Delta hedging

Delta hedging – refers to adding long delta or short delta to an existing position, usually to reduce risk on a option spread that is going against you faster than you would like.

Typically if your long delta position is working against you, you are delta hedging with short delta, and vice versa.

For example, a common problem with iron condor option spreads is that if there short strikes are hit, you have a very directional trade from a trade which originally had a neutral assumption. Let’s assume your iron condor started off life having a -$5 delta (pretty neutral to very slightly bearish), and overtime the short call is hit and you now have a position with +$50 delta. However you would like to remain neutral. You can delta hedge this position by adding short delta, for example adding an OTM short put spread might give you -$35 short delta. This would bring your overall position delta to long delta +$15 ( +$50 – $35 ). Delta hedging is therefore usually any position adjustment that reduces your delta (long or short) in the direction that is hurting you.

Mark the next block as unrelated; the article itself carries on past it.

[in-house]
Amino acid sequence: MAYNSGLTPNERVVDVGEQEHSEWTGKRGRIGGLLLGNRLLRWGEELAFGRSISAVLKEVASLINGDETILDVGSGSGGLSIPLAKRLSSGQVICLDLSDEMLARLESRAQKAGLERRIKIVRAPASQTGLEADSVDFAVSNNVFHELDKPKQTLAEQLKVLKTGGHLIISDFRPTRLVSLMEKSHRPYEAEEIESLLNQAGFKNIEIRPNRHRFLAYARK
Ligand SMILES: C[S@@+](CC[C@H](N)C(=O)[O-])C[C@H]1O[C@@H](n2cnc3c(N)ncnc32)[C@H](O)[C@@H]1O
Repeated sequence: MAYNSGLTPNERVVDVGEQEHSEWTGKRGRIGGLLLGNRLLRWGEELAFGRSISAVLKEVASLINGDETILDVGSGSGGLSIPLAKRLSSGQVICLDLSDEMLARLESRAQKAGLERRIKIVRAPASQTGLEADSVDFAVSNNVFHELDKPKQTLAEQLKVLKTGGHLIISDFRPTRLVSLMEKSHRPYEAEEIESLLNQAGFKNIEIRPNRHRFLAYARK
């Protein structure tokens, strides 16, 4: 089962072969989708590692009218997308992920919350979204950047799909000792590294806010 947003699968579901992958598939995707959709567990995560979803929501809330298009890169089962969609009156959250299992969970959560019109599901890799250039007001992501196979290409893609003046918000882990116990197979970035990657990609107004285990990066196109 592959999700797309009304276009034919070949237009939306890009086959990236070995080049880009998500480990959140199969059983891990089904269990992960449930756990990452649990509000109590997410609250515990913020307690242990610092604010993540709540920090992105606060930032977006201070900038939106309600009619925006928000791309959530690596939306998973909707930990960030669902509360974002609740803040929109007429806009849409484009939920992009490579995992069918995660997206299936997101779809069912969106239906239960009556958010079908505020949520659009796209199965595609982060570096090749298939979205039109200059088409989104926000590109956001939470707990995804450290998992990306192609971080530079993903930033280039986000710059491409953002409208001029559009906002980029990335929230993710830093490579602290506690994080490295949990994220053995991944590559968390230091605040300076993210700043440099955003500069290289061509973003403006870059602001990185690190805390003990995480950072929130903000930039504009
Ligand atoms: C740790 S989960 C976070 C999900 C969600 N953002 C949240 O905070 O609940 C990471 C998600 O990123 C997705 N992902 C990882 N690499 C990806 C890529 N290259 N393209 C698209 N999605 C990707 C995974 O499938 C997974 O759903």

Delta neutral trading is a extreme version of delta hedging, where you always try and keep the overall position as close to neutral (zero delta) as possible. This is take advantage of market conditions like option time decay or volatility mean reversion, without caring so much about underlying price direction.

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